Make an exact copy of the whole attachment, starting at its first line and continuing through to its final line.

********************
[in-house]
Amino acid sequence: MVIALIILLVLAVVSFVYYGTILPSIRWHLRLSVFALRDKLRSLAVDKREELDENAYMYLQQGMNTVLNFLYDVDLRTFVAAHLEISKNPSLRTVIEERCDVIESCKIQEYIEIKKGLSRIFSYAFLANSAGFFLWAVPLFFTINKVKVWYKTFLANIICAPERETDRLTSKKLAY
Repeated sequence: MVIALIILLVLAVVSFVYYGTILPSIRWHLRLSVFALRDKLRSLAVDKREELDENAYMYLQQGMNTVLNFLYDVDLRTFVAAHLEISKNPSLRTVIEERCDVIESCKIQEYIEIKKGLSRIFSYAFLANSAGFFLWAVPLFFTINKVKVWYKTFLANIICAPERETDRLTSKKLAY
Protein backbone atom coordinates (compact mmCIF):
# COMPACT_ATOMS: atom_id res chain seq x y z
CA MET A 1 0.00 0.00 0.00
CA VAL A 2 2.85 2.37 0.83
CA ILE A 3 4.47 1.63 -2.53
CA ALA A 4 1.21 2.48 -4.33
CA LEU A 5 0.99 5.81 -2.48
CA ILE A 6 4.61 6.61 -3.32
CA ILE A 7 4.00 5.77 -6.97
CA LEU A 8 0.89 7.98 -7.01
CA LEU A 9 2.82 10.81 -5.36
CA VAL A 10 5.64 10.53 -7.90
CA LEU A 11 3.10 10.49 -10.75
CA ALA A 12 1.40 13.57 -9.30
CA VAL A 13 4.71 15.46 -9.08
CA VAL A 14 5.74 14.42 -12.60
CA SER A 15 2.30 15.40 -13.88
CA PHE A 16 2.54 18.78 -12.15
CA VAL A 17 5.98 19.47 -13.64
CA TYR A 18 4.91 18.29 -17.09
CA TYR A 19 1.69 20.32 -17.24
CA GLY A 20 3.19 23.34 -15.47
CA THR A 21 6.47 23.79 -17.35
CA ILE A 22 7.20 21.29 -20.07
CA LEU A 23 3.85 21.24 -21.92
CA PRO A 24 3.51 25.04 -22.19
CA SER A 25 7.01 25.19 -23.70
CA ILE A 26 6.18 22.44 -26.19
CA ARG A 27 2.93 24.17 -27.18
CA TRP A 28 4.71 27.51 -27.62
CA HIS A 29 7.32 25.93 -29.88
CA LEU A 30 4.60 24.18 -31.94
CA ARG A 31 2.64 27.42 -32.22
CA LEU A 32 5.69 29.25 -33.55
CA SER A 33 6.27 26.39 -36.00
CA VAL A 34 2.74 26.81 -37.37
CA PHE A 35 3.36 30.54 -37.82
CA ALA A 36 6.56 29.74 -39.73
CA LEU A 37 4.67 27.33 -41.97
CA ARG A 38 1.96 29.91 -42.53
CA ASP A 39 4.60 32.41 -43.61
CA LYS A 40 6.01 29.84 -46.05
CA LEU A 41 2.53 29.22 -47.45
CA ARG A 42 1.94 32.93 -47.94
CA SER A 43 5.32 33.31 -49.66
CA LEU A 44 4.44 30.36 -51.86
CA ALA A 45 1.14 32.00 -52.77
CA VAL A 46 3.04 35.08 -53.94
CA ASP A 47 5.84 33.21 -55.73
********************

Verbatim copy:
[in-house]
Amino acid sequence: MVIALIILLVLAVVSFVYYGTILPSIRWHLRLSVFALRDKLRSLAVDKREELDENAYMYLQQGMNTVLNFLYDVDLRTFVAAHLEISKNPSLRTVIEERCDVIESCKIQEYIEIKKGLSRIFSYAFLANSAGFFLWAVPLFFTINKVKVWYKTFLANIICAPERETDRLTSKKLAY
Repeated sequence: MVIALIILLVLAVVSFVYYGTILPSIRWHLRLSVFALRDKLRSLAVDKREELDENAYMYLQQGMNTVLNFLYDVDLRTFVAAHLEISKNPSLRTVIEERCDVIESCKIQEYIEIKKGLSRIFSYAFLANSAGFFLWAVPLFFTINKVKVWYKTFLANIICAPERETDRLTSKKLAY
Protein backbone atom coordinates (compact mmCIF):
# COMPACT_ATOMS: atom_id res chain seq x y z
CA MET A 1 0.00 0.00 0.00
CA VAL A 2 2.85 2.37 0.83
CA ILE A 3 4.47 1.63 -2.53
CA ALA A 4 1.21 2.48 -4.33
CA LEU A 5 0.99 5.81 -2.48
CA ILE A 6 4.61 6.61 -3.32
CA ILE A 7 4.00 5.77 -6.97
CA LEU A 8 0.89 7.98 -7.01
CA LEU A 9 2.82 10.81 -5.36
CA VAL A 10 5.64 10.53 -7.90
CA LEU A 11 3.10 10.49 -10.75
CA ALA A 12 1.40 13.57 -9.30
CA VAL A 13 4.71 15.46 -9.08
CA VAL A 14 5.74 14.42 -12.60
CA SER A 15 2.30 15.40 -13.88
CA PHE A 16 2.54 18.78 -12.15
CA VAL A 17 5.98 19.47 -13.64
CA TYR A 18 4.91 18.29 -17.09
CA TYR A 19 1.69 20.32 -17.24
CA GLY A 20 3.19 23.34 -15.47
CA THR A 21 6.47 23.79 -17.35
CA ILE A 22 7.20 21.29 -20.07
CA LEU A 23 3.85 21.24 -21.92
CA PRO A 24 3.51 25.04 -22.19
CA SER A 25 7.01 25.19 -23.70
CA ILE A 26 6.18 22.44 -26.19
CA ARG A 27 2.93 24.17 -27.18
CA TRP A 28 4.71 27.51 -27.62
CA HIS A 29 7.32 25.93 -29.88
CA LEU A 30 4.60 24.18 -31.94
CA ARG A 31 2.64 27.42 -32.22
CA LEU A 32 5.69 29.25 -33.55
CA SER A 33 6.27 26.39 -36.00
CA VAL A 34 2.74 26.81 -37.37
CA PHE A 35 3.36 30.54 -37.82
CA ALA A 36 6.56 29.74 -39.73
CA LEU A 37 4.67 27.33 -41.97
CA ARG A 38 1.96 29.91 -42.53
CA ASP A 39 4.60 32.41 -43.61
CA LYS A 40 6.01 29.84 -46.05
CA LEU A 41 2.53 29.22 -47.45
CA ARG A 42 1.94 32.93 -47.94
CA SER A 43 5.32 33.31 -49.66
CA LEU A 44 4.44 30.36 -51.86
CA ALA A 45 1.14 32.00 -52.77
CA VAL A 46 3.04 35.08 -53.94
CA ASP A 47 5.84 33.21 -55.73